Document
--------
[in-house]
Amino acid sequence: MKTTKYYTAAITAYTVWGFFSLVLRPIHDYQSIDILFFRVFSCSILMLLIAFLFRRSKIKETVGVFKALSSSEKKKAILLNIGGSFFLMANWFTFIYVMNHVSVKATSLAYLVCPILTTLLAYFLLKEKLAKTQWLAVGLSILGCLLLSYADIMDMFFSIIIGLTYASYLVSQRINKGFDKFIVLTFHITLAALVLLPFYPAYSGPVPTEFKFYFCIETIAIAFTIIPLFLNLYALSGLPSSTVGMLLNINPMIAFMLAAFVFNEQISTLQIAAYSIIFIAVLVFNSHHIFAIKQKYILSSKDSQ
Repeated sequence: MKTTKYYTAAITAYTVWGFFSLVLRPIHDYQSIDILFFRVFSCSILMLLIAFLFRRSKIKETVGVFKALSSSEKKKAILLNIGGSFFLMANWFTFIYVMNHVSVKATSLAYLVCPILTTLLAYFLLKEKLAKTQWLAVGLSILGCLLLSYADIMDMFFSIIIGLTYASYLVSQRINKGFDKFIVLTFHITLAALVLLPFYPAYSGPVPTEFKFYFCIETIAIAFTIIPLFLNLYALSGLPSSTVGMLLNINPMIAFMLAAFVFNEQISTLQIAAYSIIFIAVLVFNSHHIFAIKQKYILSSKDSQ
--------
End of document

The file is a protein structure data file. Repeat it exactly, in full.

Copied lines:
[in-house]
Amino acid sequence: MKTTKYYTAAITAYTVWGFFSLVLRPIHDYQSIDILFFRVFSCSILMLLIAFLFRRSKIKETVGVFKALSSSEKKKAILLNIGGSFFLMANWFTFIYVMNHVSVKATSLAYLVCPILTTLLAYFLLKEKLAKTQWLAVGLSILGCLLLSYADIMDMFFSIIIGLTYASYLVSQRINKGFDKFIVLTFHITLAALVLLPFYPAYSGPVPTEFKFYFCIETIAIAFTIIPLFLNLYALSGLPSSTVGMLLNINPMIAFMLAAFVFNEQISTLQIAAYSIIFIAVLVFNSHHIFAIKQKYILSSKDSQ
Repeated sequence: MKTTKYYTAAITAYTVWGFFSLVLRPIHDYQSIDILFFRVFSCSILMLLIAFLFRRSKIKETVGVFKALSSSEKKKAILLNIGGSFFLMANWFTFIYVMNHVSVKATSLAYLVCPILTTLLAYFLLKEKLAKTQWLAVGLSILGCLLLSYADIMDMFFSIIIGLTYASYLVSQRINKGFDKFIVLTFHITLAALVLLPFYPAYSGPVPTEFKFYFCIETIAIAFTIIPLFLNLYALSGLPSSTVGMLLNINPMIAFMLAAFVFNEQISTLQIAAYSIIFIAVLVFNSHHIFAIKQKYILSSKDSQ